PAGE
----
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Jet-Etihad deal: How James Hogan’s strategy worked for the UAE carrier

In an industry known for alliances, James Hogan’s counter-intuitive strategy to buy minority stakes has worked like a charm.

, ET Bureau|
Apr 28, 2013, 10.39 AM IST
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In an industry known for alliances, James Hogan’s counter-intuitive strategy to buy minority stakes has worked like a charm.
In an industry known for alliances, James Hogan’s counter-intuitive strategy to buy minority stakes has worked like a charm.

James Hogan had spent over three decades working with airlines like Ansett and Gulf Air, hotel and restaurant chain Forte and car rental firm Hertz before he joined Abu Dhabi-based Etihad Airways in October 2006. But the Australian will be remembered more for what he unleashed at the UAE national carrier, where he is president and CEO, than for any of his achievements in all those years. In 2008, he placed a $43-billion order for 205 aircraft. That was just the start.

Jet-Etihad deal: How James Hogan’s strategy worked for the UAE carrier

Three years later, Hogan turned industry conventions on their head by kicking off what Etihad calls ‘equity alliances’. Instead of joining an airline alliance like Star Alliance or OneWorld, Etihad bought just under 3% in Air Berlin, and later raised it to nearly 30%. Etihad also lent the ailing German airline $255 million.



Etihad has since picked up equity stakes in four other airlines, the most recent and largest being 24% in Jet Airways for $379 million earlier this week. (It has invested another $220 million in Jet, including $150 million in its frequent-flyer programme and $70 million to buy its three slots at Heathrow airport.) Etihad, with these acquisitions — all minority ones — has now strengthened its presence in Asia, Australia, Europe and Africa.

Kapil Kaul, CEO (South Asia) of aviation consultancy Capa, says airline alliances have not worked as well as originally thought: “There is usually one dominant airline in any alliance and its influence is huge. When you think of Star Alliance, Lufthansa comes to mind.” That’s why he thinks Etihad was smart enough to go in for alliances with minority stakes.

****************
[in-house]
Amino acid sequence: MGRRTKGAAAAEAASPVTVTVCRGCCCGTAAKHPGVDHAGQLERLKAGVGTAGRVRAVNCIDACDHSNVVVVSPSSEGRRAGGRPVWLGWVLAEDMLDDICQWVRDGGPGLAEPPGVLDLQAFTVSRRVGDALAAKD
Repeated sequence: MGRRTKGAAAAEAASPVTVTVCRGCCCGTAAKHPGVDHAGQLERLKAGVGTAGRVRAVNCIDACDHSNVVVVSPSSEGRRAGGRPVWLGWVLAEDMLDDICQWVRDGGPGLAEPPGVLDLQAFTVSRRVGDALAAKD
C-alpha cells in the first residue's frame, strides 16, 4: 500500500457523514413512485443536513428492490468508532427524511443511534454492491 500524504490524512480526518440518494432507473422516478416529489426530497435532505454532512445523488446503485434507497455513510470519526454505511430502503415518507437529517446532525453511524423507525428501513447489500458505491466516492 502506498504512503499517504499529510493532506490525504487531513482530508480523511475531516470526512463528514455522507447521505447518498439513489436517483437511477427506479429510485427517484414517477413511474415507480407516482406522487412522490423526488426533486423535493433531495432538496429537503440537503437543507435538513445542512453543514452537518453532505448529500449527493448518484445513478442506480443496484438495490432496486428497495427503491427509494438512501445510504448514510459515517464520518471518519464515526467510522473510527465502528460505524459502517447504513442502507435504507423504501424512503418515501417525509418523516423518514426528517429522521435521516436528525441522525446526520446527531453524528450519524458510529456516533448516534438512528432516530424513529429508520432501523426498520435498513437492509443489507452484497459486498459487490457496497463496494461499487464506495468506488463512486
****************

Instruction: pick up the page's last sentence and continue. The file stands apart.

Saj Ahmad, chief analyst at StrategicAero Research.com, concurs. “What Etihad is doing with minority stakes is mitigating risks in those areas of the world where it wants to expand and is using its organic growth to leverage deals that make Abu Dhabi a more attractive hub for partner airlines as well,” he says.

Etihad’s equity alliance is also seen as a strategy to get a leg-up on its bigger and older rival Emirates Airline. Questions emailed to Etihad remained unanswered at the time of writing.

WIN-WIN SITUATION

Hogan, 56, has to be credited with bringing Etihad, founded in 2003, into the black, with the airline posting its first ever annual profit of $14 million in 2011 on revenues of $4.1 billion. The following year, net profit trebled to $42 million on revenues of $ 4.8 billion.

It’s not just Etihad that has benefited from Hogan’s strategy, even its partner airlines had something to smile about in 2012. Air Berlin and Air Seychelles returned to profitability for the first time since 2007. An Air Berlin spokesperson says the airline has been able to fashion a global route network over the past year. “We have extended the number of code-share routes to 100 connections and fly together to 239 destinations in 77 countries,” she adds.

 

Craig Jenks, president of New Yorkbased consultancy Airline/Aircraft Projects Inc, says Etihad was prudent enough to make its acquisitions in a downturn. According to International Air Transport Association estimates, airlines are expected to post $6.7 billion in profits in 2012, down from $8.8 billion in 2011.

Jet-Etihad deal: How James Hogan’s strategy worked for the UAE carrier

On Etihad’s strategy of picking up minority stakes, Jenks says, “The main reason is because rules in all these countries do not permit majority stakes.” For instance, in India the foreign direct investment limit in aviation is 49%. Ahmad believes Etihad will make more piecemeal buys of Jet in the coming months.

Hogan has gone beyond just investing in airlines. Last year, Etihad bought 70% of Air Berlin’s frequentflyer programme for $243 million to aid the airline turn profitable. He has also worked on making Etihad a bigger global brand. In July 2011, the airline signed a 10-year, $480-million sponsorship deal with English football club Manchester City.

Hogan’s unconventional strategy has certainly changed the way Etihad is perceived. Ahmad says Etihad is not just a horse in the three-airline race for growth alongside Emirates and Qatar Airways. He adds: “Etihad is looking at airlines worth saving and investing in, then striking deals to gain access to those markets without having to use their own assets or airplanes.”

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